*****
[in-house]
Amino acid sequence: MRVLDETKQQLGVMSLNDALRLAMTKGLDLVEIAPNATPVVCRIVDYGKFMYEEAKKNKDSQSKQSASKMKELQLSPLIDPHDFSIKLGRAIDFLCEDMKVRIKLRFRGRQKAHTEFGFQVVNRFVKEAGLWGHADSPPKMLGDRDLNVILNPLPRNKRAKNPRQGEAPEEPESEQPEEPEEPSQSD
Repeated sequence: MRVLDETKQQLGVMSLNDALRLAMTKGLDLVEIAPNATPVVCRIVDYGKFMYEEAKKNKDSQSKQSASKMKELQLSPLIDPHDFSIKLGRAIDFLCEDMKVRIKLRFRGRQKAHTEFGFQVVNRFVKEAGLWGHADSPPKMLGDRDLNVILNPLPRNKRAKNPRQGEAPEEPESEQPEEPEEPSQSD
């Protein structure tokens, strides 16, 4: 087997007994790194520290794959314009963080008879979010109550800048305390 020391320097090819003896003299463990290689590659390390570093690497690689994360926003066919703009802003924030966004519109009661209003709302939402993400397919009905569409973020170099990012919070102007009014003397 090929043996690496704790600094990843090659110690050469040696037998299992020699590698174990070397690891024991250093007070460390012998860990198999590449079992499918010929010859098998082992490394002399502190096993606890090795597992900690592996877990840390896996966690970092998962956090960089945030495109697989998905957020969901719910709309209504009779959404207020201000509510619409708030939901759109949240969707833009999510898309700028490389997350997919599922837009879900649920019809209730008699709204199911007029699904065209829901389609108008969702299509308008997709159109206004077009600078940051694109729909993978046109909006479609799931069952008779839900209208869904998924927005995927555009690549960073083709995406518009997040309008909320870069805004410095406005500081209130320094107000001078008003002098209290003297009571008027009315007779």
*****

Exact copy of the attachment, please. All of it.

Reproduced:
[in-house]
Amino acid sequence: MRVLDETKQQLGVMSLNDALRLAMTKGLDLVEIAPNATPVVCRIVDYGKFMYEEAKKNKDSQSKQSASKMKELQLSPLIDPHDFSIKLGRAIDFLCEDMKVRIKLRFRGRQKAHTEFGFQVVNRFVKEAGLWGHADSPPKMLGDRDLNVILNPLPRNKRAKNPRQGEAPEEPESEQPEEPEEPSQSD
Repeated sequence: MRVLDETKQQLGVMSLNDALRLAMTKGLDLVEIAPNATPVVCRIVDYGKFMYEEAKKNKDSQSKQSASKMKELQLSPLIDPHDFSIKLGRAIDFLCEDMKVRIKLRFRGRQKAHTEFGFQVVNRFVKEAGLWGHADSPPKMLGDRDLNVILNPLPRNKRAKNPRQGEAPEEPESEQPEEPEEPSQSD
């Protein structure tokens, strides 16, 4: 087997007994790194520290794959314009963080008879979010109550800048305390 020391320097090819003896003299463990290689590659390390570093690497690689994360926003066919703009802003924030966004519109009661209003709302939402993400397919009905569409973020170099990012919070102007009014003397 090929043996690496704790600094990843090659110690050469040696037998299992020699590698174990070397690891024991250093007070460390012998860990198999590449079992499918010929010859098998082992490394002399502190096993606890090795597992900690592996877990840390896996966690970092998962956090960089945030495109697989998905957020969901719910709309209504009779959404207020201000509510619409708030939901759109949240969707833009999510898309700028490389997350997919599922837009879900649920019809209730008699709204199911007029699904065209829901389609108008969702299509308008997709159109206004077009600078940051694109729909993978046109909006479609799931069952008779839900209208869904998924927005995927555009690549960073083709995406518009997040309008909320870069805004410095406005500081209130320094107000001078008003002098209290003297009571008027009315007779």